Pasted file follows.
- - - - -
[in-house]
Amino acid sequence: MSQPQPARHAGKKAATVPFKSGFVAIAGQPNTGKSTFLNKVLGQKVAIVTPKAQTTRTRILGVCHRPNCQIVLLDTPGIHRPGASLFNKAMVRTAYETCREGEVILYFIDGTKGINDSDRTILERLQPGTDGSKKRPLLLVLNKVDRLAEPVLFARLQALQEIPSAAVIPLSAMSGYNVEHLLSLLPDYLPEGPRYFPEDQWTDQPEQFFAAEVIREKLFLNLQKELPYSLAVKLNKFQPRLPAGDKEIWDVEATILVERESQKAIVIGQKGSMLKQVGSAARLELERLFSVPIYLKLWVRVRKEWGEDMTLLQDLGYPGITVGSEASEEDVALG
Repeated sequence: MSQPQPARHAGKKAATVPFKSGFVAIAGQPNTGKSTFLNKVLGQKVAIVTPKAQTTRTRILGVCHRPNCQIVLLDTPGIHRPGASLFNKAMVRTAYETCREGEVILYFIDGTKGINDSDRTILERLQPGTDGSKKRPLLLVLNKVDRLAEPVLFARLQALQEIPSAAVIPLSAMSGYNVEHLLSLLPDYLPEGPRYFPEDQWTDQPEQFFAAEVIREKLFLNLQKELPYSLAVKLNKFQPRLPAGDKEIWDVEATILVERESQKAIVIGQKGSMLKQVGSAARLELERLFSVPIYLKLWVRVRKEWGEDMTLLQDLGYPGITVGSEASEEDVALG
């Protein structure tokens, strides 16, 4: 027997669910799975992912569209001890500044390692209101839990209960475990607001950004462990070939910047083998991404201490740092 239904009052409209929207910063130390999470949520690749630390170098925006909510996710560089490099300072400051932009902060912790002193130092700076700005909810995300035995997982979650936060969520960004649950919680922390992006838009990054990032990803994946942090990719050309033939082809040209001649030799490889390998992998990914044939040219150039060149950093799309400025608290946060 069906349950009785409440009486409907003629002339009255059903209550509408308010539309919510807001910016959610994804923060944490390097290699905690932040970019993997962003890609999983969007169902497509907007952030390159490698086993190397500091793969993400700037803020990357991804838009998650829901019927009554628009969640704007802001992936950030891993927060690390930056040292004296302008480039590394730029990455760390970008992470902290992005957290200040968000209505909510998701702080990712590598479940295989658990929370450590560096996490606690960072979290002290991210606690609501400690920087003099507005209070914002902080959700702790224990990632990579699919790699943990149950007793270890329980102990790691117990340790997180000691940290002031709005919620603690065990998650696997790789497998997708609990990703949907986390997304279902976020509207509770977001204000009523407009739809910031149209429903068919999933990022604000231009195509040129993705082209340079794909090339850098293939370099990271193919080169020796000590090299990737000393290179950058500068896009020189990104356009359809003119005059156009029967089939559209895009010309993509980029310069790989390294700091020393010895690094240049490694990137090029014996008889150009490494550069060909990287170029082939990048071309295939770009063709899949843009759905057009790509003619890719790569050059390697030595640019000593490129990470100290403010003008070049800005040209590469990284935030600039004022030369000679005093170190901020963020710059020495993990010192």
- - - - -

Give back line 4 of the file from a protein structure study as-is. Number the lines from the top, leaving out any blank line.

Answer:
């Protein structure tokens, strides 16, 4: 027997669910799975992912569209001890500044390692209101839990209960475990607001950004462990070939910047083998991404201490740092 239904009052409209929207910063130390999470949520690749630390170098925006909510996710560089490099300072400051932009902060912790002193130092700076700005909810995300035995997982979650936060969520960004649950919680922390992006838009990054990032990803994946942090990719050309033939082809040209001649030799490889390998992998990914044939040219150039060149950093799309400025608290946060 069906349950009785409440009486409907003629002339009255059903209550509408308010539309919510807001910016959610994804923060944490390097290699905690932040970019993997962003890609999983969007169902497509907007952030390159490698086993190397500091793969993400700037803020990357991804838009998650829901019927009554628009969640704007802001992936950030891993927060690390930056040292004296302008480039590394730029990455760390970008992470902290992005957290200040968000209505909510998701702080990712590598479940295989658990929370450590560096996490606690960072979290002290991210606690609501400690920087003099507005209070914002902080959700702790224990990632990579699919790699943990149950007793270890329980102990790691117990340790997180000691940290002031709005919620603690065990998650696997790789497998997708609990990703949907986390997304279902976020509207509770977001204000009523407009739809910031149209429903068919999933990022604000231009195509040129993705082209340079794909090339850098293939370099990271193919080169020796000590090299990737000393290179950058500068896009020189990104356009359809003119005059156009029967089939559209895009010309993509980029310069790989390294700091020393010895690094240049490694990137090029014996008889150009490494550069060909990287170029082939990048071309295939770009063709899949843009759905057009790509003619890719790569050059390697030595640019000593490129990470100290403010003008070049800005040209590469990284935030600039004022030369000679005093170190901020963020710059020495993990010192």